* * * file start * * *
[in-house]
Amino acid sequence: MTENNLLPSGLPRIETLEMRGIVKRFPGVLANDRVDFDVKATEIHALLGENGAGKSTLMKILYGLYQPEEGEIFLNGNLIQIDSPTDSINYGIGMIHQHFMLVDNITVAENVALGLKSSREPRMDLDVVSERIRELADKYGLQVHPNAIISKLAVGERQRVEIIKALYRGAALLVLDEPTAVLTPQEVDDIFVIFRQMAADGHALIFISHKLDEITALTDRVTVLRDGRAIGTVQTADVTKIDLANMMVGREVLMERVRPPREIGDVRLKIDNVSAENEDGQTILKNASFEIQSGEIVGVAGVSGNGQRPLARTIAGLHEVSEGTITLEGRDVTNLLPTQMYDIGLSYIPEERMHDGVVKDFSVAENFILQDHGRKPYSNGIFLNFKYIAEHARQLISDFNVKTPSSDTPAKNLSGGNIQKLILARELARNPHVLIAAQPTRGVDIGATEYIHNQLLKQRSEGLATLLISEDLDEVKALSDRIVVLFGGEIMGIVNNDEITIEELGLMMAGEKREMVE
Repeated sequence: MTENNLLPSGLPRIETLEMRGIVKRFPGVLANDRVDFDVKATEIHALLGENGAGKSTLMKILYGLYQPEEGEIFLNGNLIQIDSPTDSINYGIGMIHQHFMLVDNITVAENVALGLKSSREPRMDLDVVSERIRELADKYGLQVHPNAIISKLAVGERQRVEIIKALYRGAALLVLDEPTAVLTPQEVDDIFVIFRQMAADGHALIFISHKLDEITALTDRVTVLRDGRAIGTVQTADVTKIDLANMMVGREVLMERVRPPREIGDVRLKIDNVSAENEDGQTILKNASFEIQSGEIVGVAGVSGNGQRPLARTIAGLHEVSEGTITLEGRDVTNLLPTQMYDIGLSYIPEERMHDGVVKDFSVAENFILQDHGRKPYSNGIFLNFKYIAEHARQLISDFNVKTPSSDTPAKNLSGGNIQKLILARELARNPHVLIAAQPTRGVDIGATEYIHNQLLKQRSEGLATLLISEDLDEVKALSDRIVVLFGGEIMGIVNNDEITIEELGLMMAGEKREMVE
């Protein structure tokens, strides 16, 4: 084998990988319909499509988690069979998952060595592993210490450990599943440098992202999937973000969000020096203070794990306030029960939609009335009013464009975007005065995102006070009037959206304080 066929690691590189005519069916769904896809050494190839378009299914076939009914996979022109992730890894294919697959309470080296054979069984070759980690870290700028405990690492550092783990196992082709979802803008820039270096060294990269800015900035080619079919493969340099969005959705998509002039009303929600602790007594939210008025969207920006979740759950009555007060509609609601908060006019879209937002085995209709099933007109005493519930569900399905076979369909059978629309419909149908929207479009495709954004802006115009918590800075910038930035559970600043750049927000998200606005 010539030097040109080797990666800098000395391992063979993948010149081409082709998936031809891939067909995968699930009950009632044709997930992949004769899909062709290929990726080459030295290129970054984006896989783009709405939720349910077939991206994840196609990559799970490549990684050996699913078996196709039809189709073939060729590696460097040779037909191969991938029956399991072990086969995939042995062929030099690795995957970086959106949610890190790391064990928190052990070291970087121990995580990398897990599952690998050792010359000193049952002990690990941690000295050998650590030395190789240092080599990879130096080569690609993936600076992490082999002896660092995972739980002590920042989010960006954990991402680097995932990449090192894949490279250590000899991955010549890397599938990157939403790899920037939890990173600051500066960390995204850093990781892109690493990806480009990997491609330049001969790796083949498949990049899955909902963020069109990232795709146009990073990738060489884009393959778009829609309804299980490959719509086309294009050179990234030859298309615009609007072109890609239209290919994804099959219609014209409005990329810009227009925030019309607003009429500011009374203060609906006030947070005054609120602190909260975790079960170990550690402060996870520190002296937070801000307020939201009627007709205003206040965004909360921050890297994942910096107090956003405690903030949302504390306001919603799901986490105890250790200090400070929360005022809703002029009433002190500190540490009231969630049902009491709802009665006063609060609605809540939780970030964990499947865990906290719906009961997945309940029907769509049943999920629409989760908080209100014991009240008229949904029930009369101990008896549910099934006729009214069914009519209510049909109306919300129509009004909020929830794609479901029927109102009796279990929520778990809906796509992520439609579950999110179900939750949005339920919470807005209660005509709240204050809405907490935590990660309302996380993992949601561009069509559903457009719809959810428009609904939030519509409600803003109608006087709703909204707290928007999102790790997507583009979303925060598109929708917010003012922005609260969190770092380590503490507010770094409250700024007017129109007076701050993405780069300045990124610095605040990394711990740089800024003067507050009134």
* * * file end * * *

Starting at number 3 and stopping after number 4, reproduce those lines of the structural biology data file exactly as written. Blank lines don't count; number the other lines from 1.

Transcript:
Repeated sequence: MTENNLLPSGLPRIETLEMRGIVKRFPGVLANDRVDFDVKATEIHALLGENGAGKSTLMKILYGLYQPEEGEIFLNGNLIQIDSPTDSINYGIGMIHQHFMLVDNITVAENVALGLKSSREPRMDLDVVSERIRELADKYGLQVHPNAIISKLAVGERQRVEIIKALYRGAALLVLDEPTAVLTPQEVDDIFVIFRQMAADGHALIFISHKLDEITALTDRVTVLRDGRAIGTVQTADVTKIDLANMMVGREVLMERVRPPREIGDVRLKIDNVSAENEDGQTILKNASFEIQSGEIVGVAGVSGNGQRPLARTIAGLHEVSEGTITLEGRDVTNLLPTQMYDIGLSYIPEERMHDGVVKDFSVAENFILQDHGRKPYSNGIFLNFKYIAEHARQLISDFNVKTPSSDTPAKNLSGGNIQKLILARELARNPHVLIAAQPTRGVDIGATEYIHNQLLKQRSEGLATLLISEDLDEVKALSDRIVVLFGGEIMGIVNNDEITIEELGLMMAGEKREMVE
């Protein structure tokens, strides 16, 4: 084998990988319909499509988690069979998952060595592993210490450990599943440098992202999937973000969000020096203070794990306030029960939609009335009013464009975007005065995102006070009037959206304080 066929690691590189005519069916769904896809050494190839378009299914076939009914996979022109992730890894294919697959309470080296054979069984070759980690870290700028405990690492550092783990196992082709979802803008820039270096060294990269800015900035080619079919493969340099969005959705998509002039009303929600602790007594939210008025969207920006979740759950009555007060509609609601908060006019879209937002085995209709099933007109005493519930569900399905076979369909059978629309419909149908929207479009495709954004802006115009918590800075910038930035559970600043750049927000998200606005 010539030097040109080797990666800098000395391992063979993948010149081409082709998936031809891939067909995968699930009950009632044709997930992949004769899909062709290929990726080459030295290129970054984006896989783009709405939720349910077939991206994840196609990559799970490549990684050996699913078996196709039809189709073939060729590696460097040779037909191969991938029956399991072990086969995939042995062929030099690795995957970086959106949610890190790391064990928190052990070291970087121990995580990398897990599952690998050792010359000193049952002990690990941690000295050998650590030395190789240092080599990879130096080569690609993936600076992490082999002896660092995972739980002590920042989010960006954990991402680097995932990449090192894949490279250590000899991955010549890397599938990157939403790899920037939890990173600051500066960390995204850093990781892109690493990806480009990997491609330049001969790796083949498949990049899955909902963020069109990232795709146009990073990738060489884009393959778009829609309804299980490959719509086309294009050179990234030859298309615009609007072109890609239209290919994804099959219609014209409005990329810009227009925030019309607003009429500011009374203060609906006030947070005054609120602190909260975790079960170990550690402060996870520190002296937070801000307020939201009627007709205003206040965004909360921050890297994942910096107090956003405690903030949302504390306001919603799901986490105890250790200090400070929360005022809703002029009433002190500190540490009231969630049902009491709802009665006063609060609605809540939780970030964990499947865990906290719906009961997945309940029907769509049943999920629409989760908080209100014991009240008229949904029930009369101990008896549910099934006729009214069914009519209510049909109306919300129509009004909020929830794609479901029927109102009796279990929520778990809906796509992520439609579950999110179900939750949005339920919470807005209660005509709240204050809405907490935590990660309302996380993992949601561009069509559903457009719809959810428009609904939030519509409600803003109608006087709703909204707290928007999102790790997507583009979303925060598109929708917010003012922005609260969190770092380590503490507010770094409250700024007017129109007076701050993405780069300045990124610095605040990394711990740089800024003067507050009134």